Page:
• Amundsen, Darrel. (1996). Medicine, Society, and Faith in the Ancient and Medieval Worlds. Baltimore: Johns Hopkins University Press. Amundsen’s exploration of early Christian attitudes toward medicine and physicians includes a discussion of the spiritual usefulness of suffering and illness—and how this made Christian views significantly different from those of the pagans.
• Crislip, Andrew T. (2005). From Monastery to Hospital: Christian Monasticism and the Transformation of Health Care in Late Antiquity. Ann Arbor: University of Michigan Press. Crislip argues that the origin of the first hospitals can be traced to monastic infirmaries.
• Ferngren, Gary B. (2009). Medicine and Health Care in Early Christianity. Baltimore: Johns Hopkins University Press. Ferngren argues that early Christians employed treatment by physicians and that their greatest contribution to medicine was compassionate medical care and philanthropy.
• Hands, A. R. (1968). Charities and Social Aid in Greece and Rome. Ithaca, NY: Cornell University Press. An important study of charity and philanthropy in the classical world, where assumptions led to a very different approach than one finds in early Christianity.
• Holman, Susan R. (2001). The Hungry are Dying: Beggars and Bishops in Roman Cappadocia. Oxford, New York: Oxford University Press. An important study that describes the charitable ministry to the poor, especially lepers, by the Cappadocian fathers of the third and fourth centuries A.D.
• Horden, Peregrine. (2008). Hospitals and Healing from Antiquity to the Later Middle Ages. Aldershot: Ashgate. A collection of papers on the earliest hospitals of the early Christian and medieval periods.
• Majno, Guido. (1991). The Healing Hand: Man and Wound in the Ancient World. Cambridge: Harvard University Press. An extensively illustrated description of medicine in the ancient world.
• Miller, Timothy S. (1997). The Birth of the Hospital in the Byzantine Empire. Baltimore: Johns Hopkins University Press (paperback edition with new introduction). Miller argues that the ancestry of modern Western hospitals can be found in Christian charitable institutions of the fourth-century Byzantine empire.
• Mitchell, Piers D. (2004). Medicine in the Crusades: Warfare, Wounds and the Medieval Surgeon. New York: Cambridge University Press. Mitchell is both a practicing medical doctor and an active medieval historian. While one section of the book is devoted to his particular interest, osteoarcheology (the evidence ancient bones provide about wounds and illness), this book also contains a substantial discussion of the Hospital of the Order of St. John in Jerusalem.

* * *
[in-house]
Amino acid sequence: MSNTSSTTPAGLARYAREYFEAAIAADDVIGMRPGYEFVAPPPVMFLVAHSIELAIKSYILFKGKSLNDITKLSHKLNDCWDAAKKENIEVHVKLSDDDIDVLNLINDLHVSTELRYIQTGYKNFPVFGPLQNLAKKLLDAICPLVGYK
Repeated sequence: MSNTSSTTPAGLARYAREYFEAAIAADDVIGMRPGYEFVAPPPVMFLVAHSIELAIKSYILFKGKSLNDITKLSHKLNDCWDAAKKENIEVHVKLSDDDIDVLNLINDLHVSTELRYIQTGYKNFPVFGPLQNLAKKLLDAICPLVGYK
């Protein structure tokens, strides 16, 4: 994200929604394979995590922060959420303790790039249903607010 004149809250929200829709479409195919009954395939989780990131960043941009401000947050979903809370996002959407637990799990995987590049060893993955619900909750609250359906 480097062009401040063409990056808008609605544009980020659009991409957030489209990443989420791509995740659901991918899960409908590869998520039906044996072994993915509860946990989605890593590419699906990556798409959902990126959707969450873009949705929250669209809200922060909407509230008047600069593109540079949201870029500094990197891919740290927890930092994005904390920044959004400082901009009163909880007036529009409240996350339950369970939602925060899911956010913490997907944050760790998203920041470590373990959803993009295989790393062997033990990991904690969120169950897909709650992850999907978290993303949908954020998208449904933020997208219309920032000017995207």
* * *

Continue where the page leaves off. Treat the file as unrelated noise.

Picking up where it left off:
• Orme, Nicholas and Margaret Webster. (1995). The English Hospital, 1050-1570. New Haven: Yale University Press. An excellent summary of how medieval hospitals were funded and built, how they worshipped, what treatments they used, and what kinds of people they served.
• Rawcliffe, Carole. (2006). Leprosy in Medieval England. Woodbridge: Boydell Press. Rawcliffe challenges the idea that medieval lepers were cut off from the community. She emphasizes the role lepers played in the salvation of the healthy and the idea that Christ himself was quasi leprous (like a leper) in his crucified humanity.
• Risse, Guenter B. (1999). Mending Bodies, Saving Souls: A History of Hospitals. New York: Oxford University Press. The standard history of hospitals from their origin to the present by a leading medical historian who emphasizes their religious character.
• Stark, Rodney. (1996). The Rise of Christianity: A Sociologist Reconsiders History. Princeton: Princeton University Press. An original study of early Christianity by a sociologist of religion who argues that Christians’ philanthropic activities aided the rapid spread of Christianity through the Roman empire.
By The Editors
[Christian History originally published this article in Christian History Issue #101 in 2011]
Who you gonna call?
While the Romans supplicated their gods and blamed the Christians, believers ministered to their persecutorsThe Editors
How the King James Bible brought a “fly in the ointment” to English
From the “skin of your teeth” to “sour grapes,” many English idioms are Hebrew sayings the KJV translated literallyAlistair McGrath
Was Paul against sex?
The plain sense of a KJV text from one of his letters certainly seems to prove it. But wait . . .Roger L. Omanson
Two Takes on the KJV
A review of two historical documentariesDavid Neff
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